Police arrested seven people at the site of Atlanta’s planned police and fire training center in DeKalb County on Tuesday, and protesters threw two Molotov cocktails at officers looking to clear the forested land, according to the Atlanta Police Department.

One Molotov cocktail was thrown toward officers and caused a small fire as police tried to clear the site, according to an Atlanta police spokesman. A second was thrown later in the day, the department said. No injuries were reported.

Activists who oppose the building of the 85-acre center have camped out on the site for months. The forested land off Key Road is just outside Atlanta city limits in southwest DeKalb County, but is owned by the city.

Police Assistant Chief Darin Schierbaum told reporters Tuesday afternoon that officers were trying to clear structures on the site that activists had built, as construction contractors looked to do work on the land. He said some people also threw rocks at the officers.

A large police presence, including officers from Atlanta, DeKalb County, the Georgia State Patrol, the GBI and the FBI, descended on the site and closed off the street.

Police make arrests Tuesday, May 17, 2022, at encampment of opposition to the massive training center planned for Atlanta’s police officers and firefighters. (John Spink/ John.Spink@ajc.com)

Credit: John Spink /John.Spink@ajc.com

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Credit: John Spink /John.Spink@ajc.com

“We do know there’s other people that are on the property now. We’re asking them to leave. It is illegal to be on the property,” Schierbaum said Tuesday afternoon. “If those individuals would leave, there would be no arrest.”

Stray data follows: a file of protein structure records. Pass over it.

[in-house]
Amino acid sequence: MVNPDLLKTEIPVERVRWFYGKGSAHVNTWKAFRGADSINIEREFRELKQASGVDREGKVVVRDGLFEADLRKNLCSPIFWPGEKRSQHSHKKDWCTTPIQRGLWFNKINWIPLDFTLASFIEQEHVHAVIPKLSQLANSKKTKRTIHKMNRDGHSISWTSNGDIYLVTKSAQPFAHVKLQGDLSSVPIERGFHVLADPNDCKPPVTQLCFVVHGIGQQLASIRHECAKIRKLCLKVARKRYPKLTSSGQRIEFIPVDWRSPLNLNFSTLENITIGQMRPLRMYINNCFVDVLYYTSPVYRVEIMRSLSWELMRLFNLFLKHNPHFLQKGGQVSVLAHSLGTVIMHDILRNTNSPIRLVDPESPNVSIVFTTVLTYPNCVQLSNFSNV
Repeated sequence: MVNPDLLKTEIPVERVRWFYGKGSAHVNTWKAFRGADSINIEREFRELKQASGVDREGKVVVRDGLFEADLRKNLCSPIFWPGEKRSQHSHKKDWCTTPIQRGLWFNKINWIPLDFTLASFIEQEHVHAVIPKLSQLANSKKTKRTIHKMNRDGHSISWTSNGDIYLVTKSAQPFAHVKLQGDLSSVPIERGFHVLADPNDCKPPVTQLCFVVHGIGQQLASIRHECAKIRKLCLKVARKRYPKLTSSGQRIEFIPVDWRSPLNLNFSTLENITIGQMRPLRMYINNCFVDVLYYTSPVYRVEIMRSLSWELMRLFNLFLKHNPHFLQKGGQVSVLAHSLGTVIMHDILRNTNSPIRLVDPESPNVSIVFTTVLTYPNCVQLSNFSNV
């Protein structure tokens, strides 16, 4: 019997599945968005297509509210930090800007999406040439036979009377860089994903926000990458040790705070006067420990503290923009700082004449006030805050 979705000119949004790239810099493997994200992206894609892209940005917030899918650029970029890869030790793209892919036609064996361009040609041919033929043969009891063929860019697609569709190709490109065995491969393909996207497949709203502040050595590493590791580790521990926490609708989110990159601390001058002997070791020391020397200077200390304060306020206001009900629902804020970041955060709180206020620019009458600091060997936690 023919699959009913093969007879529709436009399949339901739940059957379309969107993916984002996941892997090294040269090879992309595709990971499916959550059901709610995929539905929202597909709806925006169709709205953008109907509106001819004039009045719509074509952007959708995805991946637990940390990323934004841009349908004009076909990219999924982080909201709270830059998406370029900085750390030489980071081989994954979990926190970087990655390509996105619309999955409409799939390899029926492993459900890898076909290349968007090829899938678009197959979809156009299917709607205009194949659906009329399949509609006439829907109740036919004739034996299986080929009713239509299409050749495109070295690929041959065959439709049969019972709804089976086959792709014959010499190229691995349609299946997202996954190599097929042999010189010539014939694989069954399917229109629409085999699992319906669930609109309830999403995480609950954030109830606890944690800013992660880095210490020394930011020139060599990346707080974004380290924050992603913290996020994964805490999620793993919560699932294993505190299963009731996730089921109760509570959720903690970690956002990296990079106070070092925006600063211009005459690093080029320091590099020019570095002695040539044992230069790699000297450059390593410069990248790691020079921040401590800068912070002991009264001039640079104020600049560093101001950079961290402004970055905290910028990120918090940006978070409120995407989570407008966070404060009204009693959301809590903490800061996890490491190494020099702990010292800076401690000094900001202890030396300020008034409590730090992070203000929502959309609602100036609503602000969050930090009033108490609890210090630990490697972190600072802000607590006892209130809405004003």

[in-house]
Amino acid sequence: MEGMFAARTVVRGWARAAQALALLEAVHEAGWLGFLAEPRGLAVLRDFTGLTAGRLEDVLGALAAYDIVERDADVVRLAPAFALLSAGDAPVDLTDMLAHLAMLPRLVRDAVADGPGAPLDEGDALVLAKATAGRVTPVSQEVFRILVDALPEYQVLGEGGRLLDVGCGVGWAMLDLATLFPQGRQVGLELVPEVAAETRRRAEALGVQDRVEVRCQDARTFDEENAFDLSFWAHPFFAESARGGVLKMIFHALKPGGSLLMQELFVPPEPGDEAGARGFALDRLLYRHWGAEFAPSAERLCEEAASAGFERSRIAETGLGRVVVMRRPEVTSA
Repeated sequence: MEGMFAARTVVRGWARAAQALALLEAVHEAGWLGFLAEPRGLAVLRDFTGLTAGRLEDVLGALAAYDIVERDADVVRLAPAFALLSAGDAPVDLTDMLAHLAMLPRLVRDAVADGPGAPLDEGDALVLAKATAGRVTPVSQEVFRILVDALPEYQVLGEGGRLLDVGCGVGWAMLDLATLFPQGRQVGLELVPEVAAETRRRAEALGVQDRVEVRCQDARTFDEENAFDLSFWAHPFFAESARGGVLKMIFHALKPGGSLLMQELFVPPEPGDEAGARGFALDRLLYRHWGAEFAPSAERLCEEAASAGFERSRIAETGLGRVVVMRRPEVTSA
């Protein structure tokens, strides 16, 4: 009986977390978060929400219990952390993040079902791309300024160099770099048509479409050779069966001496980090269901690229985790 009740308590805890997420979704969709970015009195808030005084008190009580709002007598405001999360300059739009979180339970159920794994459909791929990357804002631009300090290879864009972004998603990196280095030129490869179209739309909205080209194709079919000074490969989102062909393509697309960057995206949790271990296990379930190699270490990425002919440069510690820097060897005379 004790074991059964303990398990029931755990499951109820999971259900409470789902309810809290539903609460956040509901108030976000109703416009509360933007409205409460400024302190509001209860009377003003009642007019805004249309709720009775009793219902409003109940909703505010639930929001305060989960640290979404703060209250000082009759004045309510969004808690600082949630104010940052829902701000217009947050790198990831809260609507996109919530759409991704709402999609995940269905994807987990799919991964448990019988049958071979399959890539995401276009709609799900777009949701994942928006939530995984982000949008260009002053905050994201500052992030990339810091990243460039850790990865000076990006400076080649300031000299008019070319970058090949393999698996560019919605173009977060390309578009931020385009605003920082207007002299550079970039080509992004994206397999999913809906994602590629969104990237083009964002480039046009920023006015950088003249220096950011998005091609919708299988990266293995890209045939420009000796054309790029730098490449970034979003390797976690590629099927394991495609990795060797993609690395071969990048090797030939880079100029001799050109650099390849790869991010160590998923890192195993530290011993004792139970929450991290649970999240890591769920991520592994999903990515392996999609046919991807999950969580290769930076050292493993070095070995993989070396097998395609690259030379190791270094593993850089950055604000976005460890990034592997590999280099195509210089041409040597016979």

It was after Schierbaum’s press conference that police say protesters threw the second Molotov cocktail toward officers. Police said it was also lit, but did not ignite.

Schierbaum told reporters eight people had been arrested, but the department clarified Wednesday that seven people were detained on trespassing charges. They range in age from 23 to 38; one person is from Gainesville, and the remainder are from outside Georgia, including Minnesota and Massachusetts, police said.

Last September the Atlanta City Council voted to lease the land to the Atlanta Police Foundation to build the facility, which is set to include a shooting range, classrooms, a mock village, an emergency vehicle driving course, stables for police horses, and a “burn building” for firefighters to practice putting out blazes. The vote followed weeks of deliberation and pushback from local activists who have nicknamed the project “Cop City.”

Stop Cop City ATL, a group that opposes the center, said in an email early Tuesday afternoon that police were “raiding” the encampment and “police are continuing to escalate.”

Protests opposing the $90 million project have continued in recent months, and a group known as “forest defenders” set up camp on the site, building barricades and at least one treehouse and sabotaging construction equipment.

Protesters say they are are worried about the environmental impacts of the massive project around the South River, and have criticized the continued investment into policing following social justice movements over the last few years.

Police foundation officials said they are intent on moving the project forward with the city’s backing, telling The Atlanta Journal-Constitution earlier this year that as crews begin construction, anyone trespassing on the site would be arrested.

Over the last few months, protesters have targeted corporations across metro Atlanta that are helping to fund the center, as well as construction contractors working with the police foundation.

Schierbaum said the FBI is investigating “attempts of intimidation.”

Tuesday afternoon, activists held a press conference to denounce the arrests and the building of the training center. They specifically decried arrests made by APD officers at a protest Saturday afternoon at Freedom Park, saying the police department is trying to intimidate critics.

“It seems clear that the police are resorting to more and more extreme tactics,” said Marlon Kautz of the Atlanta Solidarity Fund, a local group that helps protesters who have been arrested.

Local activists have camped out on the site of the proposed training center for months.

Credit: John Spink

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Credit: John Spink